Director: Michel Hazanavicius
Year Released: 2011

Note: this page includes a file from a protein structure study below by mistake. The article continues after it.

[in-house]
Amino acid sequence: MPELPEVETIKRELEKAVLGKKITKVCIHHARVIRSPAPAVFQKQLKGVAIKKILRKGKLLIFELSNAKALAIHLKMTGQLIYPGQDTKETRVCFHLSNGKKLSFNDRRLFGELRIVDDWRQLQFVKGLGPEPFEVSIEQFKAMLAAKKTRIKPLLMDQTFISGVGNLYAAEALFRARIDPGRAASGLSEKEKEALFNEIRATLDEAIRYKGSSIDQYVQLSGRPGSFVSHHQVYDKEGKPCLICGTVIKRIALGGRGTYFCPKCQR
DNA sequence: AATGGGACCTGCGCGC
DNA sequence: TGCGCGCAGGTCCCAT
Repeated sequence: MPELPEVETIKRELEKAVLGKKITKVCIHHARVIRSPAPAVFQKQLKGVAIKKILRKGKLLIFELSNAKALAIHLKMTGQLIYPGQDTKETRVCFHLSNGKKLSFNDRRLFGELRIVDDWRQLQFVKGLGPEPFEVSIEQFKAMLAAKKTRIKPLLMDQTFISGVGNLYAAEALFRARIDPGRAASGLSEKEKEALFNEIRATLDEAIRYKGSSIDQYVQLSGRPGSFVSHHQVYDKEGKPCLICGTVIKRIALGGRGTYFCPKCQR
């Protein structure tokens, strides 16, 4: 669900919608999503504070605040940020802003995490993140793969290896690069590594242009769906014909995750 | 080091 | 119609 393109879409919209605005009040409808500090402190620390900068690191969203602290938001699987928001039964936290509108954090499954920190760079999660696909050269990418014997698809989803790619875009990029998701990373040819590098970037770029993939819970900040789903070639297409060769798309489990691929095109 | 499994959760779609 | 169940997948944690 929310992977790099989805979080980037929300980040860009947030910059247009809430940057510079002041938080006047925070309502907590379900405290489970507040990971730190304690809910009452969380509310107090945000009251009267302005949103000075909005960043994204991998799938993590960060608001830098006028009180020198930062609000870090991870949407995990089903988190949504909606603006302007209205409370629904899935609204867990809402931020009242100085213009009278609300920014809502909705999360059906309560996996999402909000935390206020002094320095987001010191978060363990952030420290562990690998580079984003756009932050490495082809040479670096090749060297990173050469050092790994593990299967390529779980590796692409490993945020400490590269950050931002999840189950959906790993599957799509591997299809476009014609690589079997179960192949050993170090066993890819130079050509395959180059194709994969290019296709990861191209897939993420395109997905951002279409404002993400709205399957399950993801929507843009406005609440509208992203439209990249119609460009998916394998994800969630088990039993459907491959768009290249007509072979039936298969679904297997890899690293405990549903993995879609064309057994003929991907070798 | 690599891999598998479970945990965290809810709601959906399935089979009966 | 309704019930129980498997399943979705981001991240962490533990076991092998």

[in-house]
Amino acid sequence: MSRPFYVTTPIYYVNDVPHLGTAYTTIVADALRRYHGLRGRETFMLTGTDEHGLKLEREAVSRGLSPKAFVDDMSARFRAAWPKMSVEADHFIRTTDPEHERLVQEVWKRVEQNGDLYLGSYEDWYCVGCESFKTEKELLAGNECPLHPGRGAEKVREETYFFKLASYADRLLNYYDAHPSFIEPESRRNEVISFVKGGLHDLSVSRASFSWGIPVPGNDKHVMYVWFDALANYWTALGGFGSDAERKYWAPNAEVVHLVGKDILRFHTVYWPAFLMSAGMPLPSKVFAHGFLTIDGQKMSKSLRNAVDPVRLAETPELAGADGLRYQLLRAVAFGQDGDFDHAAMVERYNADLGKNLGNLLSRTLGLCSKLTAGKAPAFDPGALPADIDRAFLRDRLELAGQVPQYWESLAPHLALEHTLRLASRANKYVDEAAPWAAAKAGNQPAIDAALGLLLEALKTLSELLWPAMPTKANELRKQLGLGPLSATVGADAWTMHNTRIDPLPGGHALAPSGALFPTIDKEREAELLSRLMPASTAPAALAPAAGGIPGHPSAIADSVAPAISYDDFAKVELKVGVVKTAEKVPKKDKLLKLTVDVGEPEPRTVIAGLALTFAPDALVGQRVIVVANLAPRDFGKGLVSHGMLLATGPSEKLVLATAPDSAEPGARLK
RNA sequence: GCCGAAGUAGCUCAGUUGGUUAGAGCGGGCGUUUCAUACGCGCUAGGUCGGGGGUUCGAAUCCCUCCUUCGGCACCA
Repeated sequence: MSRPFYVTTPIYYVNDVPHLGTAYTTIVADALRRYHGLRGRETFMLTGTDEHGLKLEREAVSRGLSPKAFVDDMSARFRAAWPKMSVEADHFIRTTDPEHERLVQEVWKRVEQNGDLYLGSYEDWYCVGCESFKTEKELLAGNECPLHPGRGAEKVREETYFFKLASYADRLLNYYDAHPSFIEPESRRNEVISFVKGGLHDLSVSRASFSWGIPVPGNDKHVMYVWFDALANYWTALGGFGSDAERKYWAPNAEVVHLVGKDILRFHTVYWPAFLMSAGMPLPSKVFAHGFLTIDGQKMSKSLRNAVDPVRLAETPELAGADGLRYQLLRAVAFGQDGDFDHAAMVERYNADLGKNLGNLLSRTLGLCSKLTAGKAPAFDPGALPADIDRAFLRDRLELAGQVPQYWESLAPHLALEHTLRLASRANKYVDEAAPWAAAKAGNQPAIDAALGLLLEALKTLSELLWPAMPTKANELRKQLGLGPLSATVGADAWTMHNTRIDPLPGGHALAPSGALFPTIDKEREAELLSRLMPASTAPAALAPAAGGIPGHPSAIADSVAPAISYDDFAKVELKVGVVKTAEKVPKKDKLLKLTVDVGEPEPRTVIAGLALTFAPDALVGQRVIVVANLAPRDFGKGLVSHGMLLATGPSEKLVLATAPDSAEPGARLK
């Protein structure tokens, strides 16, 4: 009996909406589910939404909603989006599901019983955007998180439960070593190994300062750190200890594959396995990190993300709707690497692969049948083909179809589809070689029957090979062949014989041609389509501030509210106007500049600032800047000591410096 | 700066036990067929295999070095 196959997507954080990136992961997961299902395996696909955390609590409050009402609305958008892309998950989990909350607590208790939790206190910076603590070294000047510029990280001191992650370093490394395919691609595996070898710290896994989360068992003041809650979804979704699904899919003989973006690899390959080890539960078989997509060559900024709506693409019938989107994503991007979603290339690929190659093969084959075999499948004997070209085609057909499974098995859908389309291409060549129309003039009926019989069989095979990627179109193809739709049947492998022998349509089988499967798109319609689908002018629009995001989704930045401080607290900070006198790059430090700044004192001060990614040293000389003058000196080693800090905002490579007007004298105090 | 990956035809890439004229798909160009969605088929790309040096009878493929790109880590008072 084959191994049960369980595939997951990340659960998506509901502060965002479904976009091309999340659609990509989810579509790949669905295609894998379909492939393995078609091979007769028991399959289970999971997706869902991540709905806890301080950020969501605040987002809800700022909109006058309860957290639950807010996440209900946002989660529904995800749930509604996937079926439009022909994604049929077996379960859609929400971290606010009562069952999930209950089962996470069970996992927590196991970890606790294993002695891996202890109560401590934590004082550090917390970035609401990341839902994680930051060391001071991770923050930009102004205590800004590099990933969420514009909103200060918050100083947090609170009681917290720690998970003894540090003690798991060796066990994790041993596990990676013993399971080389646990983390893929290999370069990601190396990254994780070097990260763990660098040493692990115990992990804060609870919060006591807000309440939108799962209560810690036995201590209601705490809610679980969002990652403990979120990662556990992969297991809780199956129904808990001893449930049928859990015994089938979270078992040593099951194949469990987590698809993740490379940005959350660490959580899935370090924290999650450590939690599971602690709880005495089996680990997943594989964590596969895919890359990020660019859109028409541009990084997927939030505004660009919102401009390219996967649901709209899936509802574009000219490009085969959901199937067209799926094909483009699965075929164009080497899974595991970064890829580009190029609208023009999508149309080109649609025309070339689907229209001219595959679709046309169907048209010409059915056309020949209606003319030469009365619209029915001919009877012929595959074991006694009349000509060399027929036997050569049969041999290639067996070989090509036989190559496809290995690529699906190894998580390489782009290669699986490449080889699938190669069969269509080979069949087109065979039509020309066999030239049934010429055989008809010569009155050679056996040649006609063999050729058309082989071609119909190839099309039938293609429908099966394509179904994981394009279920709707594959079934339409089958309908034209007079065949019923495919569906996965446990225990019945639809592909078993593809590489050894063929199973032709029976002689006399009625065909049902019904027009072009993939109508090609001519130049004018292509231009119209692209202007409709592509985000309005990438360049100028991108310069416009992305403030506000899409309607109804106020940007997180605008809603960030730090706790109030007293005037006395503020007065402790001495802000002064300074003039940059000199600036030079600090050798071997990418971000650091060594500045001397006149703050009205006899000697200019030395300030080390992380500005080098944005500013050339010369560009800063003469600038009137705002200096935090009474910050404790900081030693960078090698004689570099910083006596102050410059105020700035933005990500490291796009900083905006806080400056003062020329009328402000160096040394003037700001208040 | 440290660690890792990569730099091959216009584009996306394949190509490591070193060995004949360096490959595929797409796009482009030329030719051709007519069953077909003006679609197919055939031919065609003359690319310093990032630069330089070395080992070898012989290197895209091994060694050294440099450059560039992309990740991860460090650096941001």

Silent movie star George Valentin (Jean Dujardin) - who helps up-and-comer Peppy Miller (Bérénice Bejo) get her start - soon finds himself without a job or fame, as the talkies come into vogue and he remains obstinate in his refusal to bow to new technology. Basically a gimmick movie - it's in black and white and contains no dialogue (that is, until the very end) - that pretends to be nostalgic but actually comes across as somewhat disingenuous, mimicking without ever really being an admirable work in its own right. Dujardin's fall from grace carries no emotional weight because he never registers as a real person - his loyal pup that follows him everywhere comes across as being a more genuine performer. When I recommend to some people many of the great silents - by Murnau or Gance (to name but two of countless brilliant filmmakers) - they refuse to watch them, claiming that they don't want to see a movie in which you "only see lips moving." But the silents had a distinctive language all their own that employed a different form of acting - Emil Jannings' tormented bathroom attendant in The Last Laugh still haunts me - while this merely scratches the surface of a lost but artistically rich era of cinema.